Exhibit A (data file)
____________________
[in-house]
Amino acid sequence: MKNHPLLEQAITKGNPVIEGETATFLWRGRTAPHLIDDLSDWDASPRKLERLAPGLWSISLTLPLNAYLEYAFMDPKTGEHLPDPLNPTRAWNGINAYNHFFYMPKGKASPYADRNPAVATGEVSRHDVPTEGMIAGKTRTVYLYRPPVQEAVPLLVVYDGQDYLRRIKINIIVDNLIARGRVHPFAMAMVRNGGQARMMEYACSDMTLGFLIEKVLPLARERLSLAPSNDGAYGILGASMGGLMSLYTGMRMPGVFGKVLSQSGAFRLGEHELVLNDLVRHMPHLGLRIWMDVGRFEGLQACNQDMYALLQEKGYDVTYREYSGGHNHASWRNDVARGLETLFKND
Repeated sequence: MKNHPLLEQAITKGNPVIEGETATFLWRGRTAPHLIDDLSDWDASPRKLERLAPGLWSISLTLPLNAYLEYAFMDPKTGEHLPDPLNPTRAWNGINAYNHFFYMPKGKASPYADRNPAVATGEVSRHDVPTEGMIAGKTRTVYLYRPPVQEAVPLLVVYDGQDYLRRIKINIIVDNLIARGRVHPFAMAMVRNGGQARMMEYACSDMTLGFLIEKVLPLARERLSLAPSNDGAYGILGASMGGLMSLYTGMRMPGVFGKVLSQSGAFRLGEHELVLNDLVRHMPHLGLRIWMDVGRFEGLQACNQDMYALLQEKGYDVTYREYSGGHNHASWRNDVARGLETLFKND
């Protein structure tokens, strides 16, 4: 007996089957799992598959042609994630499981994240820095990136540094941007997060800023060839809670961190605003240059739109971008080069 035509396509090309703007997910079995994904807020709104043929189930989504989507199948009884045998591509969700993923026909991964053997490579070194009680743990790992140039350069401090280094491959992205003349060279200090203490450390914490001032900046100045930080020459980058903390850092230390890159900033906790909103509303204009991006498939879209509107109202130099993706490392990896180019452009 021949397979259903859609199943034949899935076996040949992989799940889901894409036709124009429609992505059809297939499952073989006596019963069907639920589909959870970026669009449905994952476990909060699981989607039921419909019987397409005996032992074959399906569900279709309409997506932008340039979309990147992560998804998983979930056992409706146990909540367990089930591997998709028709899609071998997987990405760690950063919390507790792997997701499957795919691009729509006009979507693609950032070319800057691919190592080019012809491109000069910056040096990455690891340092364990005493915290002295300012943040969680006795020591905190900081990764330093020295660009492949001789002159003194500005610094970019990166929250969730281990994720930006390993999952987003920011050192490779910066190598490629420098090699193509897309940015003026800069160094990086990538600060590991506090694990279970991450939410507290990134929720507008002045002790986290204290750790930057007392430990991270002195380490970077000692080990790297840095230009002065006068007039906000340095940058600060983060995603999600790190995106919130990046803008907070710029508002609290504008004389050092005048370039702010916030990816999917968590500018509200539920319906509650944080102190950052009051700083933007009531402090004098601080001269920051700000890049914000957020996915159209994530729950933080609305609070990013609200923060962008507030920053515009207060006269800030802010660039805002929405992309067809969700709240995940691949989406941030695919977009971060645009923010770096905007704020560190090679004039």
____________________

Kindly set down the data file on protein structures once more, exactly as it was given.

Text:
[in-house]
Amino acid sequence: MKNHPLLEQAITKGNPVIEGETATFLWRGRTAPHLIDDLSDWDASPRKLERLAPGLWSISLTLPLNAYLEYAFMDPKTGEHLPDPLNPTRAWNGINAYNHFFYMPKGKASPYADRNPAVATGEVSRHDVPTEGMIAGKTRTVYLYRPPVQEAVPLLVVYDGQDYLRRIKINIIVDNLIARGRVHPFAMAMVRNGGQARMMEYACSDMTLGFLIEKVLPLARERLSLAPSNDGAYGILGASMGGLMSLYTGMRMPGVFGKVLSQSGAFRLGEHELVLNDLVRHMPHLGLRIWMDVGRFEGLQACNQDMYALLQEKGYDVTYREYSGGHNHASWRNDVARGLETLFKND
Repeated sequence: MKNHPLLEQAITKGNPVIEGETATFLWRGRTAPHLIDDLSDWDASPRKLERLAPGLWSISLTLPLNAYLEYAFMDPKTGEHLPDPLNPTRAWNGINAYNHFFYMPKGKASPYADRNPAVATGEVSRHDVPTEGMIAGKTRTVYLYRPPVQEAVPLLVVYDGQDYLRRIKINIIVDNLIARGRVHPFAMAMVRNGGQARMMEYACSDMTLGFLIEKVLPLARERLSLAPSNDGAYGILGASMGGLMSLYTGMRMPGVFGKVLSQSGAFRLGEHELVLNDLVRHMPHLGLRIWMDVGRFEGLQACNQDMYALLQEKGYDVTYREYSGGHNHASWRNDVARGLETLFKND
């Protein structure tokens, strides 16, 4: 007996089957799992598959042609994630499981994240820095990136540094941007997060800023060839809670961190605003240059739109971008080069 035509396509090309703007997910079995994904807020709104043929189930989504989507199948009884045998591509969700993923026909991964053997490579070194009680743990790992140039350069401090280094491959992205003349060279200090203490450390914490001032900046100045930080020459980058903390850092230390890159900033906790909103509303204009991006498939879209509107109202130099993706490392990896180019452009 021949397979259903859609199943034949899935076996040949992989799940889901894409036709124009429609992505059809297939499952073989006596019963069907639920589909959870970026669009449905994952476990909060699981989607039921419909019987397409005996032992074959399906569900279709309409997506932008340039979309990147992560998804998983979930056992409706146990909540367990089930591997998709028709899609071998997987990405760690950063919390507790792997997701499957795919691009729509006009979507693609950032070319800057691919190592080019012809491109000069910056040096990455690891340092364990005493915290002295300012943040969680006795020591905190900081990764330093020295660009492949001789002159003194500005610094970019990166929250969730281990994720930006390993999952987003920011050192490779910066190598490629420098090699193509897309940015003026800069160094990086990538600060590991506090694990279970991450939410507290990134929720507008002045002790986290204290750790930057007392430990991270002195380490970077000692080990790297840095230009002065006068007039906000340095940058600060983060995603999600790190995106919130990046803008907070710029508002609290504008004389050092005048370039702010916030990816999917968590500018509200539920319906509650944080102190950052009051700083933007009531402090004098601080001269920051700000890049914000957020996915159209994530729950933080609305609070990013609200923060962008507030920053515009207060006269800030802010660039805002929405992309067809969700709240995940691949989406941030695919977009971060645009923010770096905007704020560190090679004039």